But that was one of the few down sides, and I was willing to give up the ‘zine if I had to, because Zoloft rocked my world. Or I should say, it steadied it. It was as if my brain, body, and soul—victim(s) of brain chemistry or life experience or unexplained personality defects—soaked up this neuron-connecting drug like a parched begonia, leaving me calmer, less self-conscious, less afraid of what other people think of me, less judgmental of others, content to do the little tasks that are required to maintain a household. I first noticed the drug was working when I realized, to my amazement, that I was perfectly happy to be sitting on a stool out on my patio in the morning sunshine washing and laying out on a blanket approximately 5,000 separate sand tray items that hadn’t been dusted in years, from skulls to plastic hearts to spiders and beyond. I had a sublime moment of realizing that there was nowhere to get, nothing to achieve—that doing this task mattered more than finishing it. At last, I knew what it meant to be “in my body” and to simply be without the usual internal litany of “I’d rather be [reading, sleeping, eating]” (not necessarily in that order).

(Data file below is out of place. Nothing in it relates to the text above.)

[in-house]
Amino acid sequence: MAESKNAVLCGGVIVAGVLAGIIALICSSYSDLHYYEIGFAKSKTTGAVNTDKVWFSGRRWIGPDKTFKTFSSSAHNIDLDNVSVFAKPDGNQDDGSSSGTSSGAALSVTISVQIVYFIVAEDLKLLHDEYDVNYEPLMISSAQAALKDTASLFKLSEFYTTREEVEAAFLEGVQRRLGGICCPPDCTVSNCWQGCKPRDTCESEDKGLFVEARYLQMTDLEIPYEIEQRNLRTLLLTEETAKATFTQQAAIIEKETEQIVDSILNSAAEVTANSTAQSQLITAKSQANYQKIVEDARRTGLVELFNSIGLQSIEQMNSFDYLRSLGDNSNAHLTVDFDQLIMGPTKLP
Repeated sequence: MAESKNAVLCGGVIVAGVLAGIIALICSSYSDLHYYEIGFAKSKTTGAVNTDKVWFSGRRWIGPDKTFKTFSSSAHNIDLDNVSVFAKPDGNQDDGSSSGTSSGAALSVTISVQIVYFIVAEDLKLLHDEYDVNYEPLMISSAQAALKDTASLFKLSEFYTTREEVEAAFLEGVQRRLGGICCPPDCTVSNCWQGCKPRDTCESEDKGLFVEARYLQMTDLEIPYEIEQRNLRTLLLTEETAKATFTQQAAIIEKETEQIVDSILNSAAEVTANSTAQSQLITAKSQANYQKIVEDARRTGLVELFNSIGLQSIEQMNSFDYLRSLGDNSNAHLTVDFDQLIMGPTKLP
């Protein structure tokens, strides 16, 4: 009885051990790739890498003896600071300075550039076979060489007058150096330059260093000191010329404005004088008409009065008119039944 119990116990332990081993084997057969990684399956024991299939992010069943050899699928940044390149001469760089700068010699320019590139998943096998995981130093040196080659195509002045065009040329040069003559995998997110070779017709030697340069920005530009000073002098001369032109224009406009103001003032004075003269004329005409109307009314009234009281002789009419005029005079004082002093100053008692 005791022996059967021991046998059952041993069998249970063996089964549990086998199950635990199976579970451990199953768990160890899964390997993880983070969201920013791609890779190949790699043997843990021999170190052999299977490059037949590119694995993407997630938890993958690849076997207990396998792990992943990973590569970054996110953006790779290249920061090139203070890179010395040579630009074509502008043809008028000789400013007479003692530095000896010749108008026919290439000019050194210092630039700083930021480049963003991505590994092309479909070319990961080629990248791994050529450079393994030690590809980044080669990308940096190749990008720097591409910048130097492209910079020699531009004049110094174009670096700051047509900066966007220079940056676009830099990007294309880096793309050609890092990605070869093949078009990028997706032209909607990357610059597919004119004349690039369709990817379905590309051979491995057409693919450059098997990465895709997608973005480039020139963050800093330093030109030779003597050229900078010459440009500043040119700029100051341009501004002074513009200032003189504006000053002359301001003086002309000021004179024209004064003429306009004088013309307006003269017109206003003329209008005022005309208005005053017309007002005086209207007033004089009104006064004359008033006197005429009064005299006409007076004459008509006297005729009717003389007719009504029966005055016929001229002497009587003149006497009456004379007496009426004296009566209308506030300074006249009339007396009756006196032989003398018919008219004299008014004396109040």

And then the Events of September 11 happened (“Event” is my chosen euphemism, a good substitute, I think, for “first war of the new millennium”). It’s a cliché, but my foundation felt shaken, like after the 1989 earthquake. After a couple days of total shock and media overload, I e-mailed Diane, saying in part,

… by turns I’m a prickly pear and a dish of mush and an unconcerned Zoloftian and a selfish Bay Arean who doesn’t know anyone directly involved and was damn glad to know that you, my chick-a-dee-dee, were driving and not flying on the fateful day.